A cograph is a graph formed from single vertices by disjoint union and complement operations, but I think it makes the theory a little cleaner to think of them as generated instead by the following set of three operations:

• vertex(): takes no arguments and returns a single vertex
• union(G,H): takes two graphs as arguments and returns their disjoint union
• join(G,H): takes two graphs as arguments and adds all possible edges connecting the two

The join of G and H equals complement(union(complement(G),complement(H))). Both union and join are commutative and associative.

Every cograph can be represented as a cotree: a tree in which each leaf corresponds to a graph vertex, each internal vertex is labeled with a 0 or 1, and two vertices are connected by an edge if their least common ancestor is labeled by a 1. If we interpret leaves as vertex operations, 0 nodes as (sequences of) union operations, and 1 nodes as (sequences of) join operations, we get a formula that, when evaluated, gives us our graph. The tree is uniquely defined if we require internal nodes to have two or more children and to alternate between 0's and 1's along any path to the root; therefore, different formulae (up to commutativity and associativity) will give different cographs. Or, in other words, the cographs represent elements of the free algebra generated by one 0-ary operation and two commutative associative operations.

Various pieces of useful information about a cograph may be obtained by mapping this free algebra to other algebras: translating the graph into a formula involving the vertex, union, and join operations, replacing these three operations by some three other operations in some other algebra, and then evaluating the replaced formula. It is only required that the new union and join operations be commutative and associative operations on objects given by the vertex operation.

Quantity Replacement for vertex Replacement for union Replacement for join
Size of maximum independent set 1 + max
Size of maximum clique 1 max +
Number of maximal independent sets 1 × +
Number of maximal cliques 1 + ×
Number of independent sets 2 × a + b − 1
Number of cliques 2 a + b − 1 ×
Size of smallest maximal independent set 1 + min
Size of smallest maximal clique 1 min +
Generating function for number of independent sets of size k x + 1 × p(x) + q(x) − 1
Generating function for number of k-cliques x + 1 p(x) + q(x) − 1 ×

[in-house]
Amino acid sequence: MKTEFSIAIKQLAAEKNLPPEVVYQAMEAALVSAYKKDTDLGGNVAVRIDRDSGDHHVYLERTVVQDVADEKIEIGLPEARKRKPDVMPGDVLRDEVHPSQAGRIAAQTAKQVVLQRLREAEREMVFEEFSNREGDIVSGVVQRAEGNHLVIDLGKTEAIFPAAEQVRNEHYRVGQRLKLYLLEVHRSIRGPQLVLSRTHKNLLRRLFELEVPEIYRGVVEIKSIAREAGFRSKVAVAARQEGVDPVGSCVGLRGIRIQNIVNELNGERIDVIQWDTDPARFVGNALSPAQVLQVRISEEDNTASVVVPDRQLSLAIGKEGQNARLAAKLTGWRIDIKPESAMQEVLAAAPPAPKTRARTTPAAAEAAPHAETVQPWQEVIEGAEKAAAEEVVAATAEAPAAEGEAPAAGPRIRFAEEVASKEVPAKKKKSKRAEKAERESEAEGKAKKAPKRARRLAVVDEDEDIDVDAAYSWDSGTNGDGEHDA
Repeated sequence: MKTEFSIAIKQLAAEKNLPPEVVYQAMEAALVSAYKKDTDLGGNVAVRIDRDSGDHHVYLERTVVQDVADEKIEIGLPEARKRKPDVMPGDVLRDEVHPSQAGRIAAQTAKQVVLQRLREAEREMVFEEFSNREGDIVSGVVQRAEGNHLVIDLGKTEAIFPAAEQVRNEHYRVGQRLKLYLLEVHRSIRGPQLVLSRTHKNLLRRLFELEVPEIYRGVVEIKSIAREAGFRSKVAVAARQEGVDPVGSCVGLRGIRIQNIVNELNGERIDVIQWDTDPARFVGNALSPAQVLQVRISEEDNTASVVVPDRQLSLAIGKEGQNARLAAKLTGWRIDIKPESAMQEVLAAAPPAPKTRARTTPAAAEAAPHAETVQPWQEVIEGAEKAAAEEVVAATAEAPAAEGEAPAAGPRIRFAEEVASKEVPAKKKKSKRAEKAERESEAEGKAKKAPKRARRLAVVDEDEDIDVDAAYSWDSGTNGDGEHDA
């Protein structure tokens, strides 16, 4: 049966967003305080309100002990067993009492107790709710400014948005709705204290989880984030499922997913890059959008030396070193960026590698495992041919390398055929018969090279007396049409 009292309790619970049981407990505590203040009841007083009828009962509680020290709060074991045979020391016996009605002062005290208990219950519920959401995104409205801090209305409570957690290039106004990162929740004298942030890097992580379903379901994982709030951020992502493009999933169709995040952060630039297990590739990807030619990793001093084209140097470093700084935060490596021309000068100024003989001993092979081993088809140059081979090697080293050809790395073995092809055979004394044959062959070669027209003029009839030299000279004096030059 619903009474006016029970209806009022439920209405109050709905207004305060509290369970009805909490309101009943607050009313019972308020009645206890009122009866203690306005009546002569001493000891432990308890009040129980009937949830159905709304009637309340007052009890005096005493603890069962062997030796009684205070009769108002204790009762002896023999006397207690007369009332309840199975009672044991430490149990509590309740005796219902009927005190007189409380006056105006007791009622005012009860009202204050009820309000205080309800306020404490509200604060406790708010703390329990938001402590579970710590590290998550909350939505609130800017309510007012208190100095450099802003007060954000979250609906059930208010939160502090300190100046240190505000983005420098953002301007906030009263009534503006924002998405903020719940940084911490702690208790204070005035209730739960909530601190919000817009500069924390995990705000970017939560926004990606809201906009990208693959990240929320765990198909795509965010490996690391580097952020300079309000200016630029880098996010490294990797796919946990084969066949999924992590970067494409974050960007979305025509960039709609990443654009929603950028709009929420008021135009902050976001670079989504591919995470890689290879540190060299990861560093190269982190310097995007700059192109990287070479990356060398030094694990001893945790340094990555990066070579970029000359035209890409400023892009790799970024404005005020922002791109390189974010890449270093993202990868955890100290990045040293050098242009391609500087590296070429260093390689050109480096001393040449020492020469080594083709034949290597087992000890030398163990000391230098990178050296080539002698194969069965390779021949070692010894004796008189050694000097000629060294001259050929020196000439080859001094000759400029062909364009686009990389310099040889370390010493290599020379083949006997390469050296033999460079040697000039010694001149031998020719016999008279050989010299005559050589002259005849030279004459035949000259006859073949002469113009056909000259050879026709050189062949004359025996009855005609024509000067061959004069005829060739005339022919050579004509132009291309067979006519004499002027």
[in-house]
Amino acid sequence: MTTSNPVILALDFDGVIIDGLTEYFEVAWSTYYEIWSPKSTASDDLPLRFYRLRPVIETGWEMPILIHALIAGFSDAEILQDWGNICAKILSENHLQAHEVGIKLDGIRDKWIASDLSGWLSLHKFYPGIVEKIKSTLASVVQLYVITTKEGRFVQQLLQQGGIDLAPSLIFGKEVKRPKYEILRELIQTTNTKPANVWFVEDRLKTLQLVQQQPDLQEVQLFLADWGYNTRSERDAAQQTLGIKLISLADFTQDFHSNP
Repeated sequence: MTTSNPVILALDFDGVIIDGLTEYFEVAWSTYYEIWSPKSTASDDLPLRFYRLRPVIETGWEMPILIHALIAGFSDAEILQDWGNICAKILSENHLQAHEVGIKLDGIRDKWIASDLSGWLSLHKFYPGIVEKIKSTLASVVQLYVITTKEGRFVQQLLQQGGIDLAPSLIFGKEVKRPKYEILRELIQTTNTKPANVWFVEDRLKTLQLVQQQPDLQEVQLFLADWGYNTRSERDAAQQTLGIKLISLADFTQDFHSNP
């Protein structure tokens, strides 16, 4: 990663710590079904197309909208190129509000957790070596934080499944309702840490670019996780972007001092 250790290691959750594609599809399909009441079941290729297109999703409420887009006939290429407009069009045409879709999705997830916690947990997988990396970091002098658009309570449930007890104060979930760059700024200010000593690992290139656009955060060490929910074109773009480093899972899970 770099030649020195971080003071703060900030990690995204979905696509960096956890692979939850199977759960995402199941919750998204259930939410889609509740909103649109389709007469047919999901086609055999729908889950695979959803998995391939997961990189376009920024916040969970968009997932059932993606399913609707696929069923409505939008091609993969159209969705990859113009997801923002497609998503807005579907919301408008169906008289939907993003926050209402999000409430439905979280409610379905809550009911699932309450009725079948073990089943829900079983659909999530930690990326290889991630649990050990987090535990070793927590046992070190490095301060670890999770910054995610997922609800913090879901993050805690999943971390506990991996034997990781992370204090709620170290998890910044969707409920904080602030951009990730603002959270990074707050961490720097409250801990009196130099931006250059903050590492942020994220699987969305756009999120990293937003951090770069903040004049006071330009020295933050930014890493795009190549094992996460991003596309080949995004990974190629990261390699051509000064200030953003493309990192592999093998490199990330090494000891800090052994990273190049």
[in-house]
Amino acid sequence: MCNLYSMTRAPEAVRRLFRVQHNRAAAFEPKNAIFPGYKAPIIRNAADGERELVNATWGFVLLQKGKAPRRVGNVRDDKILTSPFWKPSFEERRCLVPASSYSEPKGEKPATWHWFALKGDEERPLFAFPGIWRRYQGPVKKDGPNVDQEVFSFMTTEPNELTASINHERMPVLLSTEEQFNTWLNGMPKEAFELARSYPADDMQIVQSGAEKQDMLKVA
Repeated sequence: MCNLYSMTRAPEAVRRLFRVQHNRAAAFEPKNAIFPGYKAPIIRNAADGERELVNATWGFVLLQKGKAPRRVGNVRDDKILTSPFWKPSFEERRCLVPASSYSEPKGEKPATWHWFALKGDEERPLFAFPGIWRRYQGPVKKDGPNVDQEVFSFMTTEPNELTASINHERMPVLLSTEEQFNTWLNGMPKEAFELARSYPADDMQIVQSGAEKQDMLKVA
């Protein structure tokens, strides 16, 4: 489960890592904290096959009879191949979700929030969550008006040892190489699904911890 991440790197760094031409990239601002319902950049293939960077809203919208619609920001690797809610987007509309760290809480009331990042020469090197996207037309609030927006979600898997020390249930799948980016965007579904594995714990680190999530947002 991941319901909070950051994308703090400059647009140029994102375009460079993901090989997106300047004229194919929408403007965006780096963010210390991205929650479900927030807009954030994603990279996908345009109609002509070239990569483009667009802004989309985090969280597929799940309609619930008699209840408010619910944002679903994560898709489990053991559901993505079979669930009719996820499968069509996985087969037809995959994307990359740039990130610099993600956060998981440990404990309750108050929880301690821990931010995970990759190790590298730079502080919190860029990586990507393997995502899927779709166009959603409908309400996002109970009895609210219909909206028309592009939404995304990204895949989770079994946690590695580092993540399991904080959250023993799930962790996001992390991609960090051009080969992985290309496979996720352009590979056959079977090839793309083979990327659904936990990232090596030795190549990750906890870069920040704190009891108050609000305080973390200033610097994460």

Number of k-colorings, for k = 0,1,2,... Infinite vector (0,1,2,...) Coordinatewise product Vector convolution

The last example, in particular, shows that we can calculate the chromatic polynomial efficiently (by computing a truncation of the infinite vector and interpolating), a difficult task for more general classes of graphs. The existence of an efficient chromatic polynomial algorithm for cographs was briefly noted by Giménez, Hliněný, and Noy, in a paper about computing even more difficult invariants for these graphs.

11011110:
2008-05-14T13:22:05Z
Thanks for the feedback!
None: Cographs
2008-05-14T18:49:11Z
Are there any concrete applications of this. Are Cographs naturally encountered in practice for real problems.
11011110: Re: Cographs
2008-05-14T18:51:56Z
Series parallel graphs are certainly encountered in circuit design, and cographs encode reachability in series parallel graphs. Whether the quantities one can compute in this way encode information of interest in designing tests for circuits, I'm less sure, but I wouldn't be surprised.
atheorist:
2008-05-15T03:59:09Z

Graphs can be considered simplicial complexes, by assuming that every clique is filled with a simplex of appropriate dimension. In this interpretation, the join of graphs corresponds to the join of simplicial complexes.

Girard used these graphs/simplicial complexes, under the name "coherence spaces", to provide semantics for linear logic. If I understand correctly, Join and Union correspond to a pair of the linear logic connectives.

In this world, there was a third operation to combine two graphs. Points in the combined graph correspond to pairs (g, h) of points in the original graphs G and H. There is an edge from (g, h) to (g', h') iff there is an edge from g to g' and h to h'. This is called at mathworld "graph categorical product".

11011110:
2008-05-15T07:06:49Z

Interesting. If you fill each clique with a hypercube instead of with a simplex, you get a cubing, the skeleton of which is a median graph having a vertex for each simplex. Or, it's the same as the inclusion lattice of the simplicial complex...

The same product you describe is called the tensor product of graphs on Wikipedia, which has a more detailed article than Mathworld's. Now I'm wondering what class of graphs you get by combining these three operations. I guess I'll have to look up the Girard paper.

atheorist:
2008-05-15T10:23:24Z

I'm sorry, I should have provided a reference. I was reading Chapter 8 and Appendix A of "Proofs and Types".